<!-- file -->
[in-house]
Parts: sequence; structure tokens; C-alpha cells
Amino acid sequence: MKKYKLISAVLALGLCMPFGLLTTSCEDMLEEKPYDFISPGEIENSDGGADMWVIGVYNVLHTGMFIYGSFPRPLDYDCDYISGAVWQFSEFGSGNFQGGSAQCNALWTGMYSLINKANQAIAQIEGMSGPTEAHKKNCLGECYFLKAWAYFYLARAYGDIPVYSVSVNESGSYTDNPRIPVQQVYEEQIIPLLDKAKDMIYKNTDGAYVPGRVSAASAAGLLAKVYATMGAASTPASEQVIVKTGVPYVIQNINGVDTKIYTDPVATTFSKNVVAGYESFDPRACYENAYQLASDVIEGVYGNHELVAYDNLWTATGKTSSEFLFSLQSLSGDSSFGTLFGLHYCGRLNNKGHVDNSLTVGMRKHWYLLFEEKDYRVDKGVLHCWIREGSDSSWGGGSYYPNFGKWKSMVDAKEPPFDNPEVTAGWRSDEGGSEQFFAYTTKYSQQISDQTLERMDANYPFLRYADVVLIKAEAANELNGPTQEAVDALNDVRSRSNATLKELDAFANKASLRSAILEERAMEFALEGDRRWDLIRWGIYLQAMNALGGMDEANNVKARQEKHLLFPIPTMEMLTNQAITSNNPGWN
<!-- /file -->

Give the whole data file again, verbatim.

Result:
[in-house]
Parts: sequence; structure tokens; C-alpha cells
Amino acid sequence: MKKYKLISAVLALGLCMPFGLLTTSCEDMLEEKPYDFISPGEIENSDGGADMWVIGVYNVLHTGMFIYGSFPRPLDYDCDYISGAVWQFSEFGSGNFQGGSAQCNALWTGMYSLINKANQAIAQIEGMSGPTEAHKKNCLGECYFLKAWAYFYLARAYGDIPVYSVSVNESGSYTDNPRIPVQQVYEEQIIPLLDKAKDMIYKNTDGAYVPGRVSAASAAGLLAKVYATMGAASTPASEQVIVKTGVPYVIQNINGVDTKIYTDPVATTFSKNVVAGYESFDPRACYENAYQLASDVIEGVYGNHELVAYDNLWTATGKTSSEFLFSLQSLSGDSSFGTLFGLHYCGRLNNKGHVDNSLTVGMRKHWYLLFEEKDYRVDKGVLHCWIREGSDSSWGGGSYYPNFGKWKSMVDAKEPPFDNPEVTAGWRSDEGGSEQFFAYTTKYSQQISDQTLERMDANYPFLRYADVVLIKAEAANELNGPTQEAVDALNDVRSRSNATLKELDAFANKASLRSAILEERAMEFALEGDRRWDLIRWGIYLQAMNALGGMDEANNVKARQEKHLLFPIPTMEMLTNQAITSNNPGWN